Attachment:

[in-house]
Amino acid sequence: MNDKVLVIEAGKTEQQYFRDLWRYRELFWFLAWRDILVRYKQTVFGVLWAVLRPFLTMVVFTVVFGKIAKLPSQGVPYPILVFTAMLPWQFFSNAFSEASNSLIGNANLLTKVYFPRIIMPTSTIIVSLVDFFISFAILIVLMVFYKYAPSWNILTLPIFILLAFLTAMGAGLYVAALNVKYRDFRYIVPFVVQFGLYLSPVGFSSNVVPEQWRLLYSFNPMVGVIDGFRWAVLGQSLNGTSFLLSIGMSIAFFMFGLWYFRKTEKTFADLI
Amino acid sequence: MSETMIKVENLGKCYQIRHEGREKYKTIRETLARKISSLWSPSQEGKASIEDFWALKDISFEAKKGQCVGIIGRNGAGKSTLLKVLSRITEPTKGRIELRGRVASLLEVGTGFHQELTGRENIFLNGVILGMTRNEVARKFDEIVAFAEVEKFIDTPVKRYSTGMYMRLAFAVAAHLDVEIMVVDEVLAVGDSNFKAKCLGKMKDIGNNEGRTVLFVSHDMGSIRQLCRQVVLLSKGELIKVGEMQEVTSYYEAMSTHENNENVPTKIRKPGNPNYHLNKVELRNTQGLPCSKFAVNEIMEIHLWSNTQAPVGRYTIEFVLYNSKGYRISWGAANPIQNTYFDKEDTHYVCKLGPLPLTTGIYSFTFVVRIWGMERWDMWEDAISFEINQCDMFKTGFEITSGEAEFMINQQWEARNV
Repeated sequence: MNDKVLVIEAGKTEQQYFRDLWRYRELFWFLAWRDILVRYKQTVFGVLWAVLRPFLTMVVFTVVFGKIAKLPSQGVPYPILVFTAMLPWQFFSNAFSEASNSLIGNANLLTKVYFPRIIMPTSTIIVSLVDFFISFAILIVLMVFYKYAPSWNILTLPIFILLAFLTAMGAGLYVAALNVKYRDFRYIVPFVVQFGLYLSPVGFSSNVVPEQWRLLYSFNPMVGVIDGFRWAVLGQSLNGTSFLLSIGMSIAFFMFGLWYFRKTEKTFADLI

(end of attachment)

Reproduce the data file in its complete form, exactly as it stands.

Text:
[in-house]
Amino acid sequence: MNDKVLVIEAGKTEQQYFRDLWRYRELFWFLAWRDILVRYKQTVFGVLWAVLRPFLTMVVFTVVFGKIAKLPSQGVPYPILVFTAMLPWQFFSNAFSEASNSLIGNANLLTKVYFPRIIMPTSTIIVSLVDFFISFAILIVLMVFYKYAPSWNILTLPIFILLAFLTAMGAGLYVAALNVKYRDFRYIVPFVVQFGLYLSPVGFSSNVVPEQWRLLYSFNPMVGVIDGFRWAVLGQSLNGTSFLLSIGMSIAFFMFGLWYFRKTEKTFADLI
Amino acid sequence: MSETMIKVENLGKCYQIRHEGREKYKTIRETLARKISSLWSPSQEGKASIEDFWALKDISFEAKKGQCVGIIGRNGAGKSTLLKVLSRITEPTKGRIELRGRVASLLEVGTGFHQELTGRENIFLNGVILGMTRNEVARKFDEIVAFAEVEKFIDTPVKRYSTGMYMRLAFAVAAHLDVEIMVVDEVLAVGDSNFKAKCLGKMKDIGNNEGRTVLFVSHDMGSIRQLCRQVVLLSKGELIKVGEMQEVTSYYEAMSTHENNENVPTKIRKPGNPNYHLNKVELRNTQGLPCSKFAVNEIMEIHLWSNTQAPVGRYTIEFVLYNSKGYRISWGAANPIQNTYFDKEDTHYVCKLGPLPLTTGIYSFTFVVRIWGMERWDMWEDAISFEINQCDMFKTGFEITSGEAEFMINQQWEARNV
Repeated sequence: MNDKVLVIEAGKTEQQYFRDLWRYRELFWFLAWRDILVRYKQTVFGVLWAVLRPFLTMVVFTVVFGKIAKLPSQGVPYPILVFTAMLPWQFFSNAFSEASNSLIGNANLLTKVYFPRIIMPTSTIIVSLVDFFISFAILIVLMVFYKYAPSWNILTLPIFILLAFLTAMGAGLYVAALNVKYRDFRYIVPFVVQFGLYLSPVGFSSNVVPEQWRLLYSFNPMVGVIDGFRWAVLGQSLNGTSFLLSIGMSIAFFMFGLWYFRKTEKTFADLI